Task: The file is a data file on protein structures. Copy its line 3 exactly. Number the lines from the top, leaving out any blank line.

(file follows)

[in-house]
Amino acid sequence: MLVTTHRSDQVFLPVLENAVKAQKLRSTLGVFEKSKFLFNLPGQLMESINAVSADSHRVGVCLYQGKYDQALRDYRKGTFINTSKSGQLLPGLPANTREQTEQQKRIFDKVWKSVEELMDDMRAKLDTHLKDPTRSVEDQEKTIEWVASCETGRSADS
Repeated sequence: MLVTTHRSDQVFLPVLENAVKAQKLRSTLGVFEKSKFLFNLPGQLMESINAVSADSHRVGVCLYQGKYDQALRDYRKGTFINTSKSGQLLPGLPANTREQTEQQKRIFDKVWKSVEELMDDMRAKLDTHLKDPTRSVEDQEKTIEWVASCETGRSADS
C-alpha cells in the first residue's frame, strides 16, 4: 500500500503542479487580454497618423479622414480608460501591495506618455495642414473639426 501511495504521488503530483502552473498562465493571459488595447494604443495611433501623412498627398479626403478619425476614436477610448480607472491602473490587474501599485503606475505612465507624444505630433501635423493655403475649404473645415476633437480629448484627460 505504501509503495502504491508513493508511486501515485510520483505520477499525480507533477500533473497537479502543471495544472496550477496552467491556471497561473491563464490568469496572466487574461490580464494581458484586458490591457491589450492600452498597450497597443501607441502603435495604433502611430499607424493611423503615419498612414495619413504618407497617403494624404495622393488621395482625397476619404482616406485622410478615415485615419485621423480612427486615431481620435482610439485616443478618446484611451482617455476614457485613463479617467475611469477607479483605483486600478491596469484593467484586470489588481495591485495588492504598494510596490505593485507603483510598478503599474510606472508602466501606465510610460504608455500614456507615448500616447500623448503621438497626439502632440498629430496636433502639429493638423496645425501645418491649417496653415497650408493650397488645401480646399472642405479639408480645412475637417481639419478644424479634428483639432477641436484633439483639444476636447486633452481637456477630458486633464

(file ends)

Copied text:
Repeated sequence: MLVTTHRSDQVFLPVLENAVKAQKLRSTLGVFEKSKFLFNLPGQLMESINAVSADSHRVGVCLYQGKYDQALRDYRKGTFINTSKSGQLLPGLPANTREQTEQQKRIFDKVWKSVEELMDDMRAKLDTHLKDPTRSVEDQEKTIEWVASCETGRSADS